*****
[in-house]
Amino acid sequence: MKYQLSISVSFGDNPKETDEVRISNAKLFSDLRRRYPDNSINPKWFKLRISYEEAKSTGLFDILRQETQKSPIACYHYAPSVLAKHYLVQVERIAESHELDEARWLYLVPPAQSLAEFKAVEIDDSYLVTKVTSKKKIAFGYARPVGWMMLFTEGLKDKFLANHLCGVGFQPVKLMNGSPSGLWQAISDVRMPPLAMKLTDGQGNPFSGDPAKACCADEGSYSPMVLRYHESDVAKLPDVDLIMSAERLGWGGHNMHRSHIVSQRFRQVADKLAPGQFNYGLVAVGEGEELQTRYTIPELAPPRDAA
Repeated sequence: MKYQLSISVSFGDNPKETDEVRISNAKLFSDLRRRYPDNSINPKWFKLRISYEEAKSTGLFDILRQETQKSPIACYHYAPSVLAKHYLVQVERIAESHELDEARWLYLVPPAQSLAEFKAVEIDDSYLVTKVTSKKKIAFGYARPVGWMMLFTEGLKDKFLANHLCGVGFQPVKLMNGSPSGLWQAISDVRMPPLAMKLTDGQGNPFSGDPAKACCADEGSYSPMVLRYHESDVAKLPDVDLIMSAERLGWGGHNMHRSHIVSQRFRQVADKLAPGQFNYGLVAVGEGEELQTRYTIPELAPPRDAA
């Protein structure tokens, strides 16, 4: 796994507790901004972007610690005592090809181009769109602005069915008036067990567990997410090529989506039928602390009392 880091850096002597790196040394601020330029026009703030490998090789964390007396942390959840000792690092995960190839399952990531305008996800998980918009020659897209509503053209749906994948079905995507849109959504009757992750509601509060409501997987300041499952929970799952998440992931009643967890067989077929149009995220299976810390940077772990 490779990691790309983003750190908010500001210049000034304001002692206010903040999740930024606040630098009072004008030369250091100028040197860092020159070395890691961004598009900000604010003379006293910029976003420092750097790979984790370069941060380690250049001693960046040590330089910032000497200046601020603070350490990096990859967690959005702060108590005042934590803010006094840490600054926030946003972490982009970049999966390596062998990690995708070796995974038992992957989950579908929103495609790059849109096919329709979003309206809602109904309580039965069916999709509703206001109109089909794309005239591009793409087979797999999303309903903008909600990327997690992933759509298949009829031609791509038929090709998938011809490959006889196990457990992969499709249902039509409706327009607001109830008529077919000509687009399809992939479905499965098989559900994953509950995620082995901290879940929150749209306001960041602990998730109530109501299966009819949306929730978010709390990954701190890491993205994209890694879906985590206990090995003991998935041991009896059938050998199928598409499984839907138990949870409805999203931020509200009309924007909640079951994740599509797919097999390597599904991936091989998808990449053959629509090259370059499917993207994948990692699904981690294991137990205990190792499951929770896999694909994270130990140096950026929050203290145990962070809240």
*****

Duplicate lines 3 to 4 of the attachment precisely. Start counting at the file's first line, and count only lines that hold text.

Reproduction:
Repeated sequence: MKYQLSISVSFGDNPKETDEVRISNAKLFSDLRRRYPDNSINPKWFKLRISYEEAKSTGLFDILRQETQKSPIACYHYAPSVLAKHYLVQVERIAESHELDEARWLYLVPPAQSLAEFKAVEIDDSYLVTKVTSKKKIAFGYARPVGWMMLFTEGLKDKFLANHLCGVGFQPVKLMNGSPSGLWQAISDVRMPPLAMKLTDGQGNPFSGDPAKACCADEGSYSPMVLRYHESDVAKLPDVDLIMSAERLGWGGHNMHRSHIVSQRFRQVADKLAPGQFNYGLVAVGEGEELQTRYTIPELAPPRDAA
């Protein structure tokens, strides 16, 4: 796994507790901004972007610690005592090809181009769109602005069915008036067990567990997410090529989506039928602390009392 880091850096002597790196040394601020330029026009703030490998090789964390007396942390959840000792690092995960190839399952990531305008996800998980918009020659897209509503053209749906994948079905995507849109959504009757992750509601509060409501997987300041499952929970799952998440992931009643967890067989077929149009995220299976810390940077772990 490779990691790309983003750190908010500001210049000034304001002692206010903040999740930024606040630098009072004008030369250091100028040197860092020159070395890691961004598009900000604010003379006293910029976003420092750097790979984790370069941060380690250049001693960046040590330089910032000497200046601020603070350490990096990859967690959005702060108590005042934590803010006094840490600054926030946003972490982009970049999966390596062998990690995708070796995974038992992957989950579908929103495609790059849109096919329709979003309206809602109904309580039965069916999709509703206001109109089909794309005239591009793409087979797999999303309903903008909600990327997690992933759509298949009829031609791509038929090709998938011809490959006889196990457990992969499709249902039509409706327009607001109830008529077919000509687009399809992939479905499965098989559900994953509950995620082995901290879940929150749209306001960041602990998730109530109501299966009819949306929730978010709390990954701190890491993205994209890694879906985590206990090995003991998935041991009896059938050998199928598409499984839907138990949870409805999203931020509200009309924007909640079951994740599509797919097999390597599904991936091989998808990449053959629509090259370059499917993207994948990692699904981690294991137990205990190792499951929770896999694909994270130990140096950026929050203290145990962070809240």